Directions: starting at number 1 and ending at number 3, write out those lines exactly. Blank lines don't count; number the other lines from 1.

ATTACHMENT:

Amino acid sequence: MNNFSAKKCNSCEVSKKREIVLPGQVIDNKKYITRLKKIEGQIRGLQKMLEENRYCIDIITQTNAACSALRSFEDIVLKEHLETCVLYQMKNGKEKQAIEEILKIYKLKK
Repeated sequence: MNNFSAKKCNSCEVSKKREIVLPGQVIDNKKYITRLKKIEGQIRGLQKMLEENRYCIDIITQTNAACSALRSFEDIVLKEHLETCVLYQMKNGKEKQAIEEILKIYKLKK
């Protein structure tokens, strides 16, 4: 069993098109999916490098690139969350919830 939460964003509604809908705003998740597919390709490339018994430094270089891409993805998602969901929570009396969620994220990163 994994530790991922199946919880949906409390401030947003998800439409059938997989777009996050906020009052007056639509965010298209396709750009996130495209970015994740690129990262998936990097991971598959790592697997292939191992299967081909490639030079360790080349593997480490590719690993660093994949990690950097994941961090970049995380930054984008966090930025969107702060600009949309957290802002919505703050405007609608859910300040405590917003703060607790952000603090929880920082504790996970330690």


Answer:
Amino acid sequence: MNNFSAKKCNSCEVSKKREIVLPGQVIDNKKYITRLKKIEGQIRGLQKMLEENRYCIDIITQTNAACSALRSFEDIVLKEHLETCVLYQMKNGKEKQAIEEILKIYKLKK
Repeated sequence: MNNFSAKKCNSCEVSKKREIVLPGQVIDNKKYITRLKKIEGQIRGLQKMLEENRYCIDIITQTNAACSALRSFEDIVLKEHLETCVLYQMKNGKEKQAIEEILKIYKLKK
């Protein structure tokens, strides 16, 4: 069993098109999916490098690139969350919830 939460964003509604809908705003998740597919390709490339018994430094270089891409993805998602969901929570009396969620994220990163 994994530790991922199946919880949906409390401030947003998800439409059938997989777009996050906020009052007056639509965010298209396709750009996130495209970015994740690129990262998936990097991971598959790592697997292939191992299967081909490639030079360790080349593997480490590719690993660093994949990690950097994941961090970049995380930054984008966090930025969107702060600009949309957290802002919505703050405007609608859910300040405590917003703060607790952000603090929880920082504790996970330690």